(2005, Gavin Hood)
“Decency? Do you know the word?”
Tsotsi is a movie from the emerging South African cinema movement. Taking its story from the streets of the impoverished townships left over from Apartheid, we follow the titular Tsotsi (Presley Chweneyegae) through the days that change his life forever.
You see, Tsotsi is a nickname, meaning thug, and this is what he is. Along with his friends he likes to attack and rob innocent residents of the nearby communities. Due to growing up on the streets and receiving no education, he doesn’t know any other way to live his life, at least until the day he steals a woman’s car, inadvertently kidnapping her baby at the same time. Through the baby, he gains a sense of humanity and slowly begins to reform and question the moral choices in his life up to this point.
The movie’s lead is initially a very unsympathetic character. He says little, and his actions are mindless acts of intimidation and violence. But as the movie progresses, we get a little more insight into what led him to this life – his troubled childhood, his feral upbringing, his lack of education – and we gain more sympathy for him, and as he reforms, we connect with him more. In addition, Chweneyegae is a fantastic actor, expressing himself mostly through minimal body language and facial expressions. It’s impressive to see him bring the character to life so subtly.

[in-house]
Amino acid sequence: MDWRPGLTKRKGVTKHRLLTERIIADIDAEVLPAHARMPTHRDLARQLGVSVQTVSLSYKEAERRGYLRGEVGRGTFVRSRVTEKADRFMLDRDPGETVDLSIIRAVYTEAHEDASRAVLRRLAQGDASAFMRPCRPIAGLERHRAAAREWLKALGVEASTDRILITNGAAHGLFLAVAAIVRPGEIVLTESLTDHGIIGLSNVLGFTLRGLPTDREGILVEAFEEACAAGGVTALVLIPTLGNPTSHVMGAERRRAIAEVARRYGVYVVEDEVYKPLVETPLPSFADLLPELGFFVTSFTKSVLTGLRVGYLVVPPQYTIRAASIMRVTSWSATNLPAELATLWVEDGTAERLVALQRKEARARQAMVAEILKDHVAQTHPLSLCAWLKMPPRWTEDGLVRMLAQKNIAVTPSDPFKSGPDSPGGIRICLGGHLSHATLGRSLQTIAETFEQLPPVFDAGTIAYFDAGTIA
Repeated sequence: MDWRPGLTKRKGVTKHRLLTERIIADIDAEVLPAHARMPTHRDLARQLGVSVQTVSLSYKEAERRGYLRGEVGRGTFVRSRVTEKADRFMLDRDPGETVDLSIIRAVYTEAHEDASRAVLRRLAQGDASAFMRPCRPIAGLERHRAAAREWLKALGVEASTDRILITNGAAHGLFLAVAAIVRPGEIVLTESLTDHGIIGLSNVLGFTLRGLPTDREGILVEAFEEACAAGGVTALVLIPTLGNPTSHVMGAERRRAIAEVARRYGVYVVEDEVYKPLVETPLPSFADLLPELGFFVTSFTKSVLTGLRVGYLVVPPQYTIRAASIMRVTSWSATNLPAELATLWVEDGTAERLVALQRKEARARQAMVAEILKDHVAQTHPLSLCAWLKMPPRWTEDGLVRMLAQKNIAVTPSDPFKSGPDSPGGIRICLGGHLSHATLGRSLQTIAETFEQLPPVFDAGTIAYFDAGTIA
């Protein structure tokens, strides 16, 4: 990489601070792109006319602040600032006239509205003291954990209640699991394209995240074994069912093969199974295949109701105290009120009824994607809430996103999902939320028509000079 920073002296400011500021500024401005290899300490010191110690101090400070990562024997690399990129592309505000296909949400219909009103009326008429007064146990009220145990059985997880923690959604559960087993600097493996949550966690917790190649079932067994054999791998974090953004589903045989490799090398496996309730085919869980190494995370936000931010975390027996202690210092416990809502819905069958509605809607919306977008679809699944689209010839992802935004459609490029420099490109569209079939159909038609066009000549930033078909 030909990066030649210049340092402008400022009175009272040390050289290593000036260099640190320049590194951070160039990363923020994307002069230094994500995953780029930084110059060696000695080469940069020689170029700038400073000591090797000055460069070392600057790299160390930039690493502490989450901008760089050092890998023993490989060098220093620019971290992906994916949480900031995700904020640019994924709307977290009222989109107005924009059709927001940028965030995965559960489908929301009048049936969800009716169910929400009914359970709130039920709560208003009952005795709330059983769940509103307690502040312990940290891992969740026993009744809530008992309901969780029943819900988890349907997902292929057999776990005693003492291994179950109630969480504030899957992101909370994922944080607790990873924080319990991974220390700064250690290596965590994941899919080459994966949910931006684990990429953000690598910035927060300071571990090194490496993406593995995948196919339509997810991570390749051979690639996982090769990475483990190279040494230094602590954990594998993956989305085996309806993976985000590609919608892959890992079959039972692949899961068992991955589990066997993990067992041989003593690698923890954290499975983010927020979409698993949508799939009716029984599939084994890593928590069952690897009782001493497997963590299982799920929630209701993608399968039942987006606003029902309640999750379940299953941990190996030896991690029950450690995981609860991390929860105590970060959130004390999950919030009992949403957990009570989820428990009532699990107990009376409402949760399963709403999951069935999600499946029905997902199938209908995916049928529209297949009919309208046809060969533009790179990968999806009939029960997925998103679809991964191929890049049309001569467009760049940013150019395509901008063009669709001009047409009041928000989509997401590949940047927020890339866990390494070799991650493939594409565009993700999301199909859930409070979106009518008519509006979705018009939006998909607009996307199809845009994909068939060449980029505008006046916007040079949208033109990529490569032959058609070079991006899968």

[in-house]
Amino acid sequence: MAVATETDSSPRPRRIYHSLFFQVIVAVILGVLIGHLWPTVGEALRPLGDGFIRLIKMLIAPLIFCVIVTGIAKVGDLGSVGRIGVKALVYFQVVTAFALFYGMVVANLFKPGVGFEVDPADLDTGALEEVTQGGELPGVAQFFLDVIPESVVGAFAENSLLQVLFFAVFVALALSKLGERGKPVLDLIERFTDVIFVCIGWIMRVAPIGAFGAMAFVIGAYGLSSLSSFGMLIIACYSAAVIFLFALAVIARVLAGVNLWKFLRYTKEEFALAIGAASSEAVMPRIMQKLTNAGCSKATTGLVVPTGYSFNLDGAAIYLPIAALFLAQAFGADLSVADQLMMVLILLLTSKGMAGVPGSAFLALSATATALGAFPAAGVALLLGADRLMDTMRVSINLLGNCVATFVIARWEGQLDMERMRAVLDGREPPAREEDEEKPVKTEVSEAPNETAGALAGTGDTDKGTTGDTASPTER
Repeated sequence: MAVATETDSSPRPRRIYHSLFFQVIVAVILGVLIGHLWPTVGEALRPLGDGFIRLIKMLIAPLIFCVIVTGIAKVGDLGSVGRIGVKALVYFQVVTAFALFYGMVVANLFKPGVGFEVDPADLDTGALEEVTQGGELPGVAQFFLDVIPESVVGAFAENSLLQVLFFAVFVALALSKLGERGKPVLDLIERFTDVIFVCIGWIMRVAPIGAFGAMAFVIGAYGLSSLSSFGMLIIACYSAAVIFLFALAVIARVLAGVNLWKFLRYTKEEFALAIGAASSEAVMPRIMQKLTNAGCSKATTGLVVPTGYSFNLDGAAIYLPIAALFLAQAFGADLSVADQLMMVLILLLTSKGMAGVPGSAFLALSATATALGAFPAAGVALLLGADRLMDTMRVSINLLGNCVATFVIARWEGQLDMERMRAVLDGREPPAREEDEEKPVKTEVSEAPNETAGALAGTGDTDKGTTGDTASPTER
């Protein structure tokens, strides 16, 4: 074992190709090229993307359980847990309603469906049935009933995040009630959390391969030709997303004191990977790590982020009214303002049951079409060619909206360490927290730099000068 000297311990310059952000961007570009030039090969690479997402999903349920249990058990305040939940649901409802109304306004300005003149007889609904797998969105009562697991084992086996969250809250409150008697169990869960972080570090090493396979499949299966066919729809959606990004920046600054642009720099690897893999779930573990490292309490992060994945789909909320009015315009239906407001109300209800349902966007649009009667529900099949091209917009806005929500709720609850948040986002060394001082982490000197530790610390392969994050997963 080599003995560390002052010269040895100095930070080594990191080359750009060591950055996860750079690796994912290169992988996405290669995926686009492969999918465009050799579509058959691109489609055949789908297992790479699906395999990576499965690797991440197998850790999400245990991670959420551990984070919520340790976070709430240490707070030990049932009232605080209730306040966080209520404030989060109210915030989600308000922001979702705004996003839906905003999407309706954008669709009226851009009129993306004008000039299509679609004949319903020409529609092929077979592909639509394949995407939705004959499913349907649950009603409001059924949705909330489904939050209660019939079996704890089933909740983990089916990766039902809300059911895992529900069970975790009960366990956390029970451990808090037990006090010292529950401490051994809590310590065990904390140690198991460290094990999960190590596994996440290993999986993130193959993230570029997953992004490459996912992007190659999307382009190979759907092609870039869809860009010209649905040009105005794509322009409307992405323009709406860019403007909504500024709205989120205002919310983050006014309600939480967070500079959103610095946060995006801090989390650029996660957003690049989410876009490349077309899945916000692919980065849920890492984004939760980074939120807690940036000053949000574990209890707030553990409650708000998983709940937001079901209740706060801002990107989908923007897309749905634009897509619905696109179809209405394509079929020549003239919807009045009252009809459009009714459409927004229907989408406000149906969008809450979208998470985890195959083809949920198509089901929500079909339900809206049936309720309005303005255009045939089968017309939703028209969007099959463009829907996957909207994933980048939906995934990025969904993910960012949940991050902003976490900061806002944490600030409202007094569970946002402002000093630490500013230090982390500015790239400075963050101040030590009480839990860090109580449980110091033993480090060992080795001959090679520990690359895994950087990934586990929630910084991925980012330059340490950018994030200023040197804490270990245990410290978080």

However, the character development is minimal. We only really see one major snapshot of Tsotsi’s old home life and never really discover why he ended up living on the streets away from his family. Everything else is through jump-cuts which flash up during emotional scenes. However, this does work at showing us the direct emotional connection between his past and his current emotional reactions, particularly his reaction to finding the baby in the stolen car and his willingness to care for it despite being so heartless otherwise.
Scenes with Miriam, the mother that Tsotsi “recruits” to help him care for the baby are also particularly impressive. The quality of the acting here is fantastic, and Chweneyegae and Terry Pheto very naturally working off one another. Miriam is scared but sympathetic, while Tsotsi is confused, and it’s this mixture of emotion that makes the scenes work so well.
What works less well are the scenes with an old disabled homeless man that Tsotsi meets in the subway station. He follows the man and confronts him, accusing him of faking his disability. These scenes feel very disconnected from the rest of the movie, and while they aid in demonstrating Tsotsi’s emotional journey, they are still very out of place in the context of everything else, and in such a short movie, these scenes almost get in the way of everything else.
Overall, Tsotsi is a great example of an emerging film scene, demonstrating that South Africa has plenty of interesting stories to tell. It’s a little rough around the edges, but ultimately is a good, moving story of how people can change.
Starring Presley Chweneyegae, Terry Pheto, Kenneth Nkosi, Mothusi Magano, Zenzo Ngqobe, Rapulana Seiphemo & Nambitha Npumlwana
Written by Athol Fugard (novel) & Gavin Hood
Produced by Peter Fudakowski
Music score by Paul Hepker & Mark Kilian
Cinematography by Lance Gewan
Edited by Megan Gill
Favourite Scene: The second time Tsotsi goes to visit Miriam, there’s a shifting in tone. Miriam appears more relaxed and seems to steal control of the whole situation from Tsotsi. It’s really effective.
Scene That Bugged Me: Tsotsi stalks the homeless man and there’s a scene culminates in him kicking over the man’s change box. None of it really seems to fit with the overarching plot.
Watch it if: You want to see what South African cinema is capable of
Avoid it if: You’re confused by the fact the movie’s in three languages. Yes, three
Originally posted on Blogspot Wednesday 11 January 2012